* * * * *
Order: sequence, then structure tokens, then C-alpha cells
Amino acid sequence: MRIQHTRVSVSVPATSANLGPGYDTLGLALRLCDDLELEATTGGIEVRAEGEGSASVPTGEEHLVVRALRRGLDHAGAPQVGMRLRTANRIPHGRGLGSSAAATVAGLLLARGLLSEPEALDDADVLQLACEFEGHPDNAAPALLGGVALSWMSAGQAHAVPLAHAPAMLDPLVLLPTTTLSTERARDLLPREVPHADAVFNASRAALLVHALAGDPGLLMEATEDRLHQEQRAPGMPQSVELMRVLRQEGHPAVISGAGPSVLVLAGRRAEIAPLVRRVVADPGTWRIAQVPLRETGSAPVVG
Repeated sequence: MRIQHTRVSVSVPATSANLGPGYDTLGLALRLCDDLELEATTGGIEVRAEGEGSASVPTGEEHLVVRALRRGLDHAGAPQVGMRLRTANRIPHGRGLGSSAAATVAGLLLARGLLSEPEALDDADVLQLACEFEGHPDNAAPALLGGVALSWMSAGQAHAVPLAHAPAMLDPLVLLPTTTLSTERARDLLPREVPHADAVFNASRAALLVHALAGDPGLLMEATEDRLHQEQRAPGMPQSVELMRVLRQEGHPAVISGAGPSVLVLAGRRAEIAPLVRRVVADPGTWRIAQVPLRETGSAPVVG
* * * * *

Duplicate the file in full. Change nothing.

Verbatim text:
Order: sequence, then structure tokens, then C-alpha cells
Amino acid sequence: MRIQHTRVSVSVPATSANLGPGYDTLGLALRLCDDLELEATTGGIEVRAEGEGSASVPTGEEHLVVRALRRGLDHAGAPQVGMRLRTANRIPHGRGLGSSAAATVAGLLLARGLLSEPEALDDADVLQLACEFEGHPDNAAPALLGGVALSWMSAGQAHAVPLAHAPAMLDPLVLLPTTTLSTERARDLLPREVPHADAVFNASRAALLVHALAGDPGLLMEATEDRLHQEQRAPGMPQSVELMRVLRQEGHPAVISGAGPSVLVLAGRRAEIAPLVRRVVADPGTWRIAQVPLRETGSAPVVG
Repeated sequence: MRIQHTRVSVSVPATSANLGPGYDTLGLALRLCDDLELEATTGGIEVRAEGEGSASVPTGEEHLVVRALRRGLDHAGAPQVGMRLRTANRIPHGRGLGSSAAATVAGLLLARGLLSEPEALDDADVLQLACEFEGHPDNAAPALLGGVALSWMSAGQAHAVPLAHAPAMLDPLVLLPTTTLSTERARDLLPREVPHADAVFNASRAALLVHALAGDPGLLMEATEDRLHQEQRAPGMPQSVELMRVLRQEGHPAVISGAGPSVLVLAGRRAEIAPLVRRVVADPGTWRIAQVPLRETGSAPVVG